Travelling through a wet, bleak and cold Wensleydale yesterday on our way to Hawes for lunch, we passed Addlebrough -a flat- topped hill which was once home to an Iceni tribe.
The top of the hill was obscured by mist and it really did look the last place on earth anyone would choose to set up home. But, of course, it did give the tribe a good view of any possible trouble approaching from any direction. (although in those days much of the dale would have been covered in forest too).
I remarked to the farmer what an awful day it was and suggested that the tribe would have been wet and cold in such awful conditions.
But of course it doesn't work like that does it? They would no doubt be clad in warm clothing made from skins or something and they would have had great, warming fires and presumably plenty of meat to eat from game they had caught in the surrounding area.
We can speculate on what previous generations have done to keep warm, happy and well-fed, but really each age has its own problems and deals with them. There would always be poor and needy who would battle hard with the elements, just as there are now.
We then began to chat about our own lives and what has changed. Of course there are the major things like health care and medical discoveries. There is the access to foreign holidays whereas in our day a week's trip from Lincoln to Skeggie (Skegness) on the train was a treat to be looked forward to and enjoyed. There is the availability of vehicles - and the fact that today few even run an old car. When I was a child only the vicar, the doctor and our neighbour had cars and our neighbour drove so slowly that my brother once passed him on his bike!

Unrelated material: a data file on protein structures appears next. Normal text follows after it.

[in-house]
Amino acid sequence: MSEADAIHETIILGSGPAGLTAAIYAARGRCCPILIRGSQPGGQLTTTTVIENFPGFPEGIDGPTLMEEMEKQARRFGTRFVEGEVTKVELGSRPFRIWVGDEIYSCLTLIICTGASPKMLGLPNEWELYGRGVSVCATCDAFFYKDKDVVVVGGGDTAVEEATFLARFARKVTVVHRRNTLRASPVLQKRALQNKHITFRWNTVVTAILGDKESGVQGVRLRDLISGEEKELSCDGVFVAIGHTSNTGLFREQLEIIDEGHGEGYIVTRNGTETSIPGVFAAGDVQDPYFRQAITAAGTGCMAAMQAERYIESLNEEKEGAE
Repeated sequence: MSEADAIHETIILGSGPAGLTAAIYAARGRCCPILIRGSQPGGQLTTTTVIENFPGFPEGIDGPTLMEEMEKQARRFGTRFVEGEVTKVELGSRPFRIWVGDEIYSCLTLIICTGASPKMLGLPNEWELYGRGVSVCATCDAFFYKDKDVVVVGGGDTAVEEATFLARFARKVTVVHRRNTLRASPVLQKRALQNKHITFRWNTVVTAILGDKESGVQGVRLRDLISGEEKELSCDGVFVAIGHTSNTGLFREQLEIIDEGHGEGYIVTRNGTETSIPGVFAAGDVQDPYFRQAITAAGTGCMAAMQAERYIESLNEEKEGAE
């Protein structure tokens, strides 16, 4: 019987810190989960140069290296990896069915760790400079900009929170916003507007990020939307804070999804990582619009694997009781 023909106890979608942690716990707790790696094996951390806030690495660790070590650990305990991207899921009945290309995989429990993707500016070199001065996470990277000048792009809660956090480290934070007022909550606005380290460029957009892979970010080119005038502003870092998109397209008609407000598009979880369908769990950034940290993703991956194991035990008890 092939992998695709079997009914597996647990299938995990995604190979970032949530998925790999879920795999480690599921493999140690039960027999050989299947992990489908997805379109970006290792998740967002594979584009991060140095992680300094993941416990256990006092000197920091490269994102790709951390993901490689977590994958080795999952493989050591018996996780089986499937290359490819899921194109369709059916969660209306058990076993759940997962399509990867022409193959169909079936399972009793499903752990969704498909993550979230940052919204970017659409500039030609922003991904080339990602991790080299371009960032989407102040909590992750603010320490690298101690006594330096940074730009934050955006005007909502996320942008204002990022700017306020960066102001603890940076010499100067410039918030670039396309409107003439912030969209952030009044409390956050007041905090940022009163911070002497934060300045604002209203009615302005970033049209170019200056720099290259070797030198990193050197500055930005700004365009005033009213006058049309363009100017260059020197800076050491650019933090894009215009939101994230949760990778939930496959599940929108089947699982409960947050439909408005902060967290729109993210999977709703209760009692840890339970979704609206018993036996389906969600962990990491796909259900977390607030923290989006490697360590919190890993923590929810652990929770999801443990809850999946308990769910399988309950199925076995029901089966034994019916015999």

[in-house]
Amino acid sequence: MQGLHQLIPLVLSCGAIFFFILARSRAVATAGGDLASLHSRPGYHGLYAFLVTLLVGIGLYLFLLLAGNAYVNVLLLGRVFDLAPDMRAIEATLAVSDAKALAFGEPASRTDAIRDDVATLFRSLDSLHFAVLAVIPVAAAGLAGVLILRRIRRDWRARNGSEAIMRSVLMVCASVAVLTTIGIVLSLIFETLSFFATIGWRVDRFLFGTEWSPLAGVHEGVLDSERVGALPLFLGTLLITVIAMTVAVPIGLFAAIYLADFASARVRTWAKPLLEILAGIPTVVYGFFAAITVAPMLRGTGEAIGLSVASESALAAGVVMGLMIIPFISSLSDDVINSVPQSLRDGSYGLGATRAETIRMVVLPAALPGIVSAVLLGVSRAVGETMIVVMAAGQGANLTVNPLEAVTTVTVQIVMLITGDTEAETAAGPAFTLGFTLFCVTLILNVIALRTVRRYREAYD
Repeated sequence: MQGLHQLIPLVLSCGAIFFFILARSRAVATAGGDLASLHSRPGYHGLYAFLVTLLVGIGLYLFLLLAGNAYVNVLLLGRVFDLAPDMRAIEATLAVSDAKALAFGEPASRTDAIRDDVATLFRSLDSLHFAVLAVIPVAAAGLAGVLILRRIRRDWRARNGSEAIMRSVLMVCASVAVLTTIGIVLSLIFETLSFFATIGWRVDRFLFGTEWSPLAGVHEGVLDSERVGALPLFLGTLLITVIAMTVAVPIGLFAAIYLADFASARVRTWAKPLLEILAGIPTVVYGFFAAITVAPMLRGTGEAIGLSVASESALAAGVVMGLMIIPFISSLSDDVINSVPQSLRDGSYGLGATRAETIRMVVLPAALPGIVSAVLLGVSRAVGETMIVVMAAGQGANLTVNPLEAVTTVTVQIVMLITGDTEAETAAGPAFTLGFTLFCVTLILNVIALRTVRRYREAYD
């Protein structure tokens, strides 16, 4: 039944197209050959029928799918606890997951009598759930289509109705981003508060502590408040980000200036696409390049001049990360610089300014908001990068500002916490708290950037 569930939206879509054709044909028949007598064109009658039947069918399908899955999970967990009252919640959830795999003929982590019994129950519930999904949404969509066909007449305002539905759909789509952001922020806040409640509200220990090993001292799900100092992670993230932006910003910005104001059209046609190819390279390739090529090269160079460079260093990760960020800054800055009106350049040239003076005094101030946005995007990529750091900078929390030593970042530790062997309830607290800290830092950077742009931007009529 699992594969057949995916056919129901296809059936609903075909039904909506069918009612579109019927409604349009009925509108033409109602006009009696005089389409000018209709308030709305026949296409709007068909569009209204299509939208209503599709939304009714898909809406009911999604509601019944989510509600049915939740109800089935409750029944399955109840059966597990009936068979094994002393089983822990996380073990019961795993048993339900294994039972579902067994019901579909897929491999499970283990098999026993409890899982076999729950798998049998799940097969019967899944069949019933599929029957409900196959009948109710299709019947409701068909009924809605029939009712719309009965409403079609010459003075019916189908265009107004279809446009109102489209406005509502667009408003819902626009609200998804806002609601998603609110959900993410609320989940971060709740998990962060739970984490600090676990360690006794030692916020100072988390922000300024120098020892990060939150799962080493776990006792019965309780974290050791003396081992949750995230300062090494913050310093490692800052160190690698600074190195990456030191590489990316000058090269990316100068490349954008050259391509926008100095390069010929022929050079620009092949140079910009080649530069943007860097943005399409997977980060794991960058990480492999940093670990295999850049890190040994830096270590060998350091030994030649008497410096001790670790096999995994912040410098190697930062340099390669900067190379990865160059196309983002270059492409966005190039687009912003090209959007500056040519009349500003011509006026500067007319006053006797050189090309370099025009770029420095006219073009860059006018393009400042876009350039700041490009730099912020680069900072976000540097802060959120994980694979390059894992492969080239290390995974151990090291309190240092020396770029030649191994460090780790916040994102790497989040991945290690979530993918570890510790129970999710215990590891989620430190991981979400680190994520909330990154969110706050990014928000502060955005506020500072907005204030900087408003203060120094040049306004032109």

Then there are the things that we eat and drink. I never remember drinking 'proper' coffee - all we drank was Camp coffee (a mixture of coffee and chicory) and as for Olive Oil, which I now buy in large bottles of extra virgin - if you wanted olive oil you went and bought a little bottle from the chemist and usually put it in your ears!
So called 'foreign' foods were almost unheard of. I remember my mother and father being rather suspicious of my cooking when we were first married because I used things they had never heard of. Pasta? Well if you were really adventurous you might make macaroni cheese, or macaroni pudding - but my father preferred rice pudding cooked long and slow in the fire oven so that it came out rich and creamy. And semi-skimmed milk? No thank-you.
What changes can you think of to add to this list? There are no doubt hundreds - some for the better and some not.
One change I have thought about as I typed that last sentence is the way our own native eating apples gradually dwindled in the greengrocers until they were overtaken by foreign imports - all the delicious native varieties seemed to disappear - they are beginning to make a comeback at long last.
And without all aspects of social media I wouldn't even be asking the question would I?